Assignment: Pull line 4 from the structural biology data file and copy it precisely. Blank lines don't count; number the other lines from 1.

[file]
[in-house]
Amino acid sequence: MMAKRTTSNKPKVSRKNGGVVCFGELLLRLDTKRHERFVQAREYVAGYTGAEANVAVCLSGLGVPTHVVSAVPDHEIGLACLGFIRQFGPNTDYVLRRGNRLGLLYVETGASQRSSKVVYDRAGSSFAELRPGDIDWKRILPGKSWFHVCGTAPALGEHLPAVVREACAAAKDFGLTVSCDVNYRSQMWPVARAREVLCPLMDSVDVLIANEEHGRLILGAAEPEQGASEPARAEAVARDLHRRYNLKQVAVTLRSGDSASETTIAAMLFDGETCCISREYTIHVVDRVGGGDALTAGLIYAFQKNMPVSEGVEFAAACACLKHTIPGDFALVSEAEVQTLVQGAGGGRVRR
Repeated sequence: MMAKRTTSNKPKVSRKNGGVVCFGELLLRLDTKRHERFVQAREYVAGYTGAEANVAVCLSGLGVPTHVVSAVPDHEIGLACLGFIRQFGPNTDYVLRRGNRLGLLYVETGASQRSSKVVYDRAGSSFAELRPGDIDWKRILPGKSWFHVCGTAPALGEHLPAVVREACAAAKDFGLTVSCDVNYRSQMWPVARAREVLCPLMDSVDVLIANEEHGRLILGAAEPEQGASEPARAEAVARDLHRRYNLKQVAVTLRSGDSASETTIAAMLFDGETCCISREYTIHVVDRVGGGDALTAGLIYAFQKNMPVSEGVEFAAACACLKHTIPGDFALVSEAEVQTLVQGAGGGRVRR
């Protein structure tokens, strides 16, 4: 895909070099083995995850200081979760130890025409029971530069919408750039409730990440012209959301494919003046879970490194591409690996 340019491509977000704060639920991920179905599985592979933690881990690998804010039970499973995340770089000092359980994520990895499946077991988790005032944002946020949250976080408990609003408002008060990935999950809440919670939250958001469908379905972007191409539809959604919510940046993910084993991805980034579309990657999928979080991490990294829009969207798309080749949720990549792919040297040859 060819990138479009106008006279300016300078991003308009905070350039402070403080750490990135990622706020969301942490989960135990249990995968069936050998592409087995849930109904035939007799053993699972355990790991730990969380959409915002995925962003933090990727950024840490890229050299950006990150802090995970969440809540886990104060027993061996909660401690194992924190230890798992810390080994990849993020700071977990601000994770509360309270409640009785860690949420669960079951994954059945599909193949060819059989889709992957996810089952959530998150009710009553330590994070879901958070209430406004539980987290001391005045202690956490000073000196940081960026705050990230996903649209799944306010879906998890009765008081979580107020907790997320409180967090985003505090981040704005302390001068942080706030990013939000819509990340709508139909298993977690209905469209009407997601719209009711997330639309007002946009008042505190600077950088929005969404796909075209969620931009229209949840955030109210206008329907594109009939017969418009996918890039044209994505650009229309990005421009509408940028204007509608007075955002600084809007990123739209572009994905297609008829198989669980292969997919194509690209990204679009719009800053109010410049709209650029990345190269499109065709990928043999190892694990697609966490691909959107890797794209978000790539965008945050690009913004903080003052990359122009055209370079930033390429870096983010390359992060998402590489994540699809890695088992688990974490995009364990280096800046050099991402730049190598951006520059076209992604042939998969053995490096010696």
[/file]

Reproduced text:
């Protein structure tokens, strides 16, 4: 895909070099083995995850200081979760130890025409029971530069919408750039409730990440012209959301494919003046879970490194591409690996 340019491509977000704060639920991920179905599985592979933690881990690998804010039970499973995340770089000092359980994520990895499946077991988790005032944002946020949250976080408990609003408002008060990935999950809440919670939250958001469908379905972007191409539809959604919510940046993910084993991805980034579309990657999928979080991490990294829009969207798309080749949720990549792919040297040859 060819990138479009106008006279300016300078991003308009905070350039402070403080750490990135990622706020969301942490989960135990249990995968069936050998592409087995849930109904035939007799053993699972355990790991730990969380959409915002995925962003933090990727950024840490890229050299950006990150802090995970969440809540886990104060027993061996909660401690194992924190230890798992810390080994990849993020700071977990601000994770509360309270409640009785860690949420669960079951994954059945599909193949060819059989889709992957996810089952959530998150009710009553330590994070879901958070209430406004539980987290001391005045202690956490000073000196940081960026705050990230996903649209799944306010879906998890009765008081979580107020907790997320409180967090985003505090981040704005302390001068942080706030990013939000819509990340709508139909298993977690209905469209009407997601719209009711997330639309007002946009008042505190600077950088929005969404796909075209969620931009229209949840955030109210206008329907594109009939017969418009996918890039044209994505650009229309990005421009509408940028204007509608007075955002600084809007990123739209572009994905297609008829198989669980292969997919194509690209990204679009719009800053109010410049709209650029990345190269499109065709990928043999190892694990697609966490691909959107890797794209978000790539965008945050690009913004903080003052990359122009055209370079930033390429870096983010390359992060998402590489994540699809890695088992688990974490995009364990280096800046050099991402730049190598951006520059076209992604042939998969053995490096010696």